How to Choose, Plant and Care for Bulbs, Tubers, Rhizomes and Corms

While Bulbs, Tubers, Rhizomes and Corms are collectively referred to as “bulbs”  there are major differences between them.

Horticulturalists call these “true” bulbs to differentiate them from the all the other types. True bulbs consist of layers of modified leaves and contain a miniature flower or sprout in the center — like an onion cut in half from top to bottom. The roots at the bottom of the bulb anchor the plant to the ground and absorb water and nutrients. Other examples of true bulbs include garlic, amaryllis, tulips, daffodils and lilies.

The most well-known tuber is the potato. Tubers can be easily recognized by the eyes from which the stems grow. These types of plants can be cut into pieces and re-grown as long as each piece contains an eye. Other examples of tubers include dahlias and caladiums.

Rhizomes are simply fleshy underground stems. They grow underground or right at ground level with many growing points or eyes similar to potatoes. Common examples of rhizomes include canna lilies, bearded Iris, Ginger and bamboo.

Corms look like true bulbs but do not have layers of modified leaves but rather they are solid. As the leaves and flowers grow, they absorb the nutrients and the corm shrivels up and disappears. One or more additional corms are produced through the growing season and that’s how the plant regenerates itself. Examples of corms include crocus, Gladiolas and tuberous begonias.

Selecting and Planting Spring-Flowering Bulbs

Spring-blooming bulbs should be planted in the fall as soon as possible after they are purchased. Buy the largest, firmest bulbs available. Cheap bulbs usually produce weak plants with few or no flowers. Avoid bulbs that have mildewed, fungus, or are blackened or squishy. Payne’s takes great pride in offering only the highest quality bulbs.

Preparing A Bulb Bed
Most bulb plants need well-drained soil and at least 6 hours of direct sun a day.

  1. For new beds, remove the top six to ten inches of soil from the area to be planted. Set the soil aside.
  2. If burrowing rodents are a big problem in the area, line the floor and walls of the bulb bed with fine-gauge wire mesh.
  3. For already well-drained sites, mix the set-aside soil with equal amounts soil conditioner.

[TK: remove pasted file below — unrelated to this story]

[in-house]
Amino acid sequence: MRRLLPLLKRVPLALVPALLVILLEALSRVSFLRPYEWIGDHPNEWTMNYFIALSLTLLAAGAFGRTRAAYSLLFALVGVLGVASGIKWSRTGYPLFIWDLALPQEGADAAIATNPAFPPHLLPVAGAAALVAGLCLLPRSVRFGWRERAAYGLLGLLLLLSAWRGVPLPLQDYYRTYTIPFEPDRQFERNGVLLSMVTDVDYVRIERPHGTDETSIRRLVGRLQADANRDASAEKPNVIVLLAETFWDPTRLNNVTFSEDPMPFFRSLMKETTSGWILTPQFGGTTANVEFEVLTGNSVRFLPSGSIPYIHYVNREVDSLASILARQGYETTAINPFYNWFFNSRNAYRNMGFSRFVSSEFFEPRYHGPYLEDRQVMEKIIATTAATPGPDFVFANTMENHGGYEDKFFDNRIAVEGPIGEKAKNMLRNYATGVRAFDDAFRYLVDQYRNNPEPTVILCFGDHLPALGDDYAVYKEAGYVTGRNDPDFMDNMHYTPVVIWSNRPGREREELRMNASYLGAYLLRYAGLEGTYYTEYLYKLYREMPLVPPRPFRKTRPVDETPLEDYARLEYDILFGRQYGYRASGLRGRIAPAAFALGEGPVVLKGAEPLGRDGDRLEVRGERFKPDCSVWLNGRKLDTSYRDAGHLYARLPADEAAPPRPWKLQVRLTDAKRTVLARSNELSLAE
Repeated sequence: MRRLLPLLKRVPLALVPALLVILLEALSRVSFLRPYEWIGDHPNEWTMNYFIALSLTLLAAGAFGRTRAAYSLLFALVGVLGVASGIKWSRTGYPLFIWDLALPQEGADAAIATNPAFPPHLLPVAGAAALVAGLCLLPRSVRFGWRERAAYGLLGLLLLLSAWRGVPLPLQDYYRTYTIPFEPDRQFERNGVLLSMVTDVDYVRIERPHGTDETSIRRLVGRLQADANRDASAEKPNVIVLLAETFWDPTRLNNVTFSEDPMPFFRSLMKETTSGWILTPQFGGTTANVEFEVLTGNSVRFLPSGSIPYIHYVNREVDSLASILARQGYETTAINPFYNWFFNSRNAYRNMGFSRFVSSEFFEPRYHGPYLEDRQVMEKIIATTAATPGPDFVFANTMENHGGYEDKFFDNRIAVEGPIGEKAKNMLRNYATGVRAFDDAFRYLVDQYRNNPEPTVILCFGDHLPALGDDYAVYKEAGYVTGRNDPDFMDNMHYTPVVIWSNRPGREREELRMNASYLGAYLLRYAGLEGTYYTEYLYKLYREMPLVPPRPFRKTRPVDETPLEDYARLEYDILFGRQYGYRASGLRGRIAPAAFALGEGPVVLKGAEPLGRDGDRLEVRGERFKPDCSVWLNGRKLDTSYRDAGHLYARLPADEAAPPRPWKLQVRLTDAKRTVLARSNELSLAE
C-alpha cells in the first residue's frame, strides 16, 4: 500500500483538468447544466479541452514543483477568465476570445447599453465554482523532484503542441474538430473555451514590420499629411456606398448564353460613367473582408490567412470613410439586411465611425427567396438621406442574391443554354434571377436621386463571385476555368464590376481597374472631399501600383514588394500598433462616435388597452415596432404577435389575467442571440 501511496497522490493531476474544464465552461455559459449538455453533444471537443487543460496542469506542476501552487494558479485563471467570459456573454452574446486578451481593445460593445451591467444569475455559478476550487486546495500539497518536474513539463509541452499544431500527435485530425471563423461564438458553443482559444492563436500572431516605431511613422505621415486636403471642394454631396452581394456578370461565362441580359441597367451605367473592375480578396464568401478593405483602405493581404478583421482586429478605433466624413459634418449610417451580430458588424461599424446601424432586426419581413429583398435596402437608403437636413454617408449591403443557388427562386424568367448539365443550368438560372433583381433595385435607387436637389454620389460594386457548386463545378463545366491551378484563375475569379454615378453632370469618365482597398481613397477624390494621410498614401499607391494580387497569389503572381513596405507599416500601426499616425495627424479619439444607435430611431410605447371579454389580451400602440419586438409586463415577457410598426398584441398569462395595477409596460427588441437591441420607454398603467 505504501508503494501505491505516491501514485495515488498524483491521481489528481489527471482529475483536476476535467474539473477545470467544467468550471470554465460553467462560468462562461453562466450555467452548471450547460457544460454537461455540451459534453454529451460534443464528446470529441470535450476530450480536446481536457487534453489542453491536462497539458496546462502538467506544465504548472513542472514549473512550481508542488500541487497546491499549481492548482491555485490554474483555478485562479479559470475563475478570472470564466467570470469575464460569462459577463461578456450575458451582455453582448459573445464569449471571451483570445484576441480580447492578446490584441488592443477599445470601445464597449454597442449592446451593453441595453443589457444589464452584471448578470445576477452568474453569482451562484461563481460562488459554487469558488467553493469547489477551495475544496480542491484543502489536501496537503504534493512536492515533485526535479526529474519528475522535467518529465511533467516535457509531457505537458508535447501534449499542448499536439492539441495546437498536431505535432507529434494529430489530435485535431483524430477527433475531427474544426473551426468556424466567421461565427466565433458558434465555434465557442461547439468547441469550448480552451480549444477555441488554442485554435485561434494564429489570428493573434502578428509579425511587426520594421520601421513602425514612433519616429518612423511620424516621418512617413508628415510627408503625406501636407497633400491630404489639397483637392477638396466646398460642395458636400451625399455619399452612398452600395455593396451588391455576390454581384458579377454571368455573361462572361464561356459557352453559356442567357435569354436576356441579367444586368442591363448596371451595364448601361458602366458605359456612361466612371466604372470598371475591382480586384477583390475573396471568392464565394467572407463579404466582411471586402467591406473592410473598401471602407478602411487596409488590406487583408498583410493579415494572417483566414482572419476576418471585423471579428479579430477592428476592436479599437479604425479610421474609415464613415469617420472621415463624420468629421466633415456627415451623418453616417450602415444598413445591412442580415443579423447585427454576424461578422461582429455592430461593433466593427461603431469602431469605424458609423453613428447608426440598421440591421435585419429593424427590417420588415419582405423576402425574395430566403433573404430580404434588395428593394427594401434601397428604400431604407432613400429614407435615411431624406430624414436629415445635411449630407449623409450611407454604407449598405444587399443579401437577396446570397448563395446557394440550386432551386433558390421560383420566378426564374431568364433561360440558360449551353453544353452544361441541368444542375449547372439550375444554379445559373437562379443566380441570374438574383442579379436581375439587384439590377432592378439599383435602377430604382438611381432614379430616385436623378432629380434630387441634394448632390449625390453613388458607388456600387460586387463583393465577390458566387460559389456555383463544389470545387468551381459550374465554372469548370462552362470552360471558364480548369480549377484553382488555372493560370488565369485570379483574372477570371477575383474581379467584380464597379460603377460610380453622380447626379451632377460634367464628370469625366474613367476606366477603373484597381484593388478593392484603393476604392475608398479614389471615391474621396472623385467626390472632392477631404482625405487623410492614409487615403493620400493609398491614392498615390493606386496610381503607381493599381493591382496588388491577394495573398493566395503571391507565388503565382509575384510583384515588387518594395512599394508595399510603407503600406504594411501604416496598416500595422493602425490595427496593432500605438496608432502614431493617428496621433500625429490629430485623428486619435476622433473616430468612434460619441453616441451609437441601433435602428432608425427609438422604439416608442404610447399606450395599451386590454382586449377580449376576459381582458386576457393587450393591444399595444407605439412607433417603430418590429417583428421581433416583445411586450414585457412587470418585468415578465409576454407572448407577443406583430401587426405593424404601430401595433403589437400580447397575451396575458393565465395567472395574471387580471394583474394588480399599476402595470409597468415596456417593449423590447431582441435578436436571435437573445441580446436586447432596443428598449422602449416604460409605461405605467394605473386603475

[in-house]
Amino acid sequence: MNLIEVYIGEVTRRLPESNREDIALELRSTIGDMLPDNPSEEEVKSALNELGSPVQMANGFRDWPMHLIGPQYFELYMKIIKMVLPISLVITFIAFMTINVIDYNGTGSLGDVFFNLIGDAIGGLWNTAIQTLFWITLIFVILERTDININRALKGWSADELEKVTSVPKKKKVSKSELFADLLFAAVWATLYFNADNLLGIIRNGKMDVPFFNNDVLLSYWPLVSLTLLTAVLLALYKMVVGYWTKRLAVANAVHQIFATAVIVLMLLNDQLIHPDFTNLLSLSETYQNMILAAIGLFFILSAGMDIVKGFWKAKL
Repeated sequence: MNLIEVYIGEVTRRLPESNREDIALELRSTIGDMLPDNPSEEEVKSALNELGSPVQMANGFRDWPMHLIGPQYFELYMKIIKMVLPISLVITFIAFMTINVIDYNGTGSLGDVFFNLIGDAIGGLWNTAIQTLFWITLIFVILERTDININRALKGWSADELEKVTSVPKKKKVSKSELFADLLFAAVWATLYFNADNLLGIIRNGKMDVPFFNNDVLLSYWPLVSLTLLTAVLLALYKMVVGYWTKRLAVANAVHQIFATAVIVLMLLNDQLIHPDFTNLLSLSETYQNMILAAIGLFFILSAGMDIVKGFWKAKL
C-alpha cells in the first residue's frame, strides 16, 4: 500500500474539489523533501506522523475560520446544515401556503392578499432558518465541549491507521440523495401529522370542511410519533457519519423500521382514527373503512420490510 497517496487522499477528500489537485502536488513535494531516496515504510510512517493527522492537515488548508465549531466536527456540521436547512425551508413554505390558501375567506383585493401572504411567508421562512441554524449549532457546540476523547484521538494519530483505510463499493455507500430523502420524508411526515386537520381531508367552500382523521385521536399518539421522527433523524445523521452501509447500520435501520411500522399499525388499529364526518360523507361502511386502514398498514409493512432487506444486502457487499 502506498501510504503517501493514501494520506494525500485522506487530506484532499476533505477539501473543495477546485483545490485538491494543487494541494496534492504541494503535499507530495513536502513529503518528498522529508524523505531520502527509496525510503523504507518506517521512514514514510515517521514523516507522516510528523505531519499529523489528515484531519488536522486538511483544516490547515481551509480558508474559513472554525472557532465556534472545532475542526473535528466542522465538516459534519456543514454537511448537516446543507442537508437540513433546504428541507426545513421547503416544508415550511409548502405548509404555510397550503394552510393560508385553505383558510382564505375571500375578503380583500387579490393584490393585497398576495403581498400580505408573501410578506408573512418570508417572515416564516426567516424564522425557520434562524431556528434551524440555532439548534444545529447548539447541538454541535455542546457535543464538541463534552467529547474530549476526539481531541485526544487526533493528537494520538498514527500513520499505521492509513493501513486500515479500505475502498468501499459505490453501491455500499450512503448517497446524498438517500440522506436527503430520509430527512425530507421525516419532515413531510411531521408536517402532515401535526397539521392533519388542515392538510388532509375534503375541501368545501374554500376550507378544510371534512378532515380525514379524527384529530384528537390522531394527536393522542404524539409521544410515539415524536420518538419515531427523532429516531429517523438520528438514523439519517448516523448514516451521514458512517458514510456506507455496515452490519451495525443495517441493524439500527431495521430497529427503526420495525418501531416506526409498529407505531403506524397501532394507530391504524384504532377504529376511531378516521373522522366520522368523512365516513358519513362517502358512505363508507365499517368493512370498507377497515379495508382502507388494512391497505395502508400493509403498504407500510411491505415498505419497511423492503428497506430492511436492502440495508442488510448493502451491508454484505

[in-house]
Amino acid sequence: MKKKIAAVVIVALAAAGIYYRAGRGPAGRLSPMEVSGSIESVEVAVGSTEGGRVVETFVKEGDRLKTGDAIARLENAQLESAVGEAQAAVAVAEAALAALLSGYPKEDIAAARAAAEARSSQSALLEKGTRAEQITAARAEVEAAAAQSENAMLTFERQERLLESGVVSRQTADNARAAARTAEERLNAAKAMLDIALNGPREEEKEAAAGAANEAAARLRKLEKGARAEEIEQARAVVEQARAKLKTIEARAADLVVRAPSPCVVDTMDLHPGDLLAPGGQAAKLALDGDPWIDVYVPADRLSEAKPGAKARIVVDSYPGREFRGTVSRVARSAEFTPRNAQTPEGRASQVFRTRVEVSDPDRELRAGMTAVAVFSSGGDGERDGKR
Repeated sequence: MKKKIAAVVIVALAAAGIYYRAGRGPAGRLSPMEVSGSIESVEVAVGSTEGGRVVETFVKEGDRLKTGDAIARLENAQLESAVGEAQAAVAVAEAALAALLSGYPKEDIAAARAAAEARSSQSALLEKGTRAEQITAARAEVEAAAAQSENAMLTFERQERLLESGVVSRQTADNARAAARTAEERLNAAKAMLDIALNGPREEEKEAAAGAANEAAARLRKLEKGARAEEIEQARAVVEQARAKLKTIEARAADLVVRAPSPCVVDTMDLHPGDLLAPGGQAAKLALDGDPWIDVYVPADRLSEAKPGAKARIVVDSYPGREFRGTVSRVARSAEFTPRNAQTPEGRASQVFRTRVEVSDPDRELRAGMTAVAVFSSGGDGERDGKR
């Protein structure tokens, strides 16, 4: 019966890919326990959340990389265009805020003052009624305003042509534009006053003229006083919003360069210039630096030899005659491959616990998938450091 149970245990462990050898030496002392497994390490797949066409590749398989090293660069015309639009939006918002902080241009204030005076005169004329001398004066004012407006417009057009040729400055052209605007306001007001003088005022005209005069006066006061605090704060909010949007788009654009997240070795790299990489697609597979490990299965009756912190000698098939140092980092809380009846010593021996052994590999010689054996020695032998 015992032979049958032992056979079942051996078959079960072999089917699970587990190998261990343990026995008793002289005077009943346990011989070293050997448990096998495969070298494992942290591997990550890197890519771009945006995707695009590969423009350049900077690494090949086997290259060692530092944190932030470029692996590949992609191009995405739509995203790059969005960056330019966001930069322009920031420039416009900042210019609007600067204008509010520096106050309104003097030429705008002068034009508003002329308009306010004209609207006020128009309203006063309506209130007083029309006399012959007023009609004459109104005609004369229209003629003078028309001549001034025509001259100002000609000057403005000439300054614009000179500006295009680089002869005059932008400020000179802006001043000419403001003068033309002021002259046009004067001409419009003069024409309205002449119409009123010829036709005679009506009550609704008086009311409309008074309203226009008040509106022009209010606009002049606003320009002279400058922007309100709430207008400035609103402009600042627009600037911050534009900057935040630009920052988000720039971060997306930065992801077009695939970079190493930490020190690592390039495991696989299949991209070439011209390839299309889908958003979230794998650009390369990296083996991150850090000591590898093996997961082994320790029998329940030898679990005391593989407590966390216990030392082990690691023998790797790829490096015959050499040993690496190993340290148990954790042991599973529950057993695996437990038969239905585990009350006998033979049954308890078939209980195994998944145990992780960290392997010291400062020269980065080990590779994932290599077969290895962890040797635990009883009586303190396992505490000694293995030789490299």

4. If the soil is heavy clay, blend 1 part set-aside soil, 1 part soil conditioner, and 1 part pumice or crusher fines. (Do not use fine sand or the hot summer sun might make adobe of the bed.) If drainage is very poor, consider making a raised bed, using rot-resistant planking to raise the bed 1 foot minimum above the surface of the surrounding soil.
  5. Backfill the excavated bed with one of the above mixtures. If the bed ends up looking somewhat mounded, don’t worry; it will settle in time.
  6. Broadcast some powdered rock phosphate over the bed surface (follow the directions on the bag of phosphate). This will provide the bulbs with the phosphorus they need for good flower formation in years to come. Dig the phosphate thoroughly into the top foot of the bed soil.
  7. Water the bed thoroughly and wait at least a day before planting.

Arranging Bulbs In the Bed
Bulbs look much better planted in clumps rather than rows. For a naturalized look, consider tossing bulbs at random into a bed and planting them where they land. It’s also fine to plant bulbs among existing shrubs and perennials. Those who reserve a separate bed for bulbs should leave space between bulb-groups for plugging in annuals the following spring, which will grow up and help mask the aging bulb foliage as summer progresses. Important: Regardless of how they are arranged in a bed, bulbs must never touch, as this can encourage the spread of fungus rot diseases.

How Far Apart and How Deep?

Large bulbs, such as tulips, daffodils, hyacinths, and lilies, should be placed 4-6″ apart and 8” deep. Iris rhizomes  should be planted half-buried in the soil or just below the soil line (they like to bake in the summer).

Smaller bulbs, such as snowdrops, grape hyacinths, crocuses, lily-of-the-valley and dwarf irises, should be planted 2-3″ apart and 4-5” deep.

Plant bulbs bottom-side down and tip upward.

Firm the soil over the newly planted bulbs and water them in thoroughly once, then leave them alone until spring.

Springtime Care of Fall-Planted Bulbs
When the bulbs emerge in spring, sprinkle some organic, slow-release fertilizer over the bed. Water deeply once a week throughout the growing season.

Autumn Care of Fall-Planted Bulbs
Once bulb flower petals start to fade, remove the flower parts with a sharp scissors so the bulbs don’t set seed. If bulbs are permitted to go to seed, they’ll tend to put all their strength into forming pods instead of underground offsets, and the mother plant will likely die.

Do not remove the flower stem or any aboveground parts of the plant as long as they are still green (green means the plant is still storing sunshine for next year). Once most of the bulb plant’s top growth has died, cut it off and compost the refuse.

Dividing and Replanting Spring-Blooming Bulbs
The best time to divide and replant spring-blooming bulbs is immediately after they have completed flowering. However, this may be done any time up to early September. If dug and replanted later than the second week of September, spring-blooming bulbs may not have enough time to develop a solid root system before frost. To divide and replant bulbs:

  1. Prepare the bed where they are to go before digging them.
  2. Choose only the healthiest roots.
  3. Trim any leaves to 6″ long before replanting them.
  4. Dig down deep enough so that the bulbs’ root systems will not be damaged.
  5. Transfer the dug plants to the new location immediately and plant only as deep in the ground as they grew before.
  6. Water in thoroughly.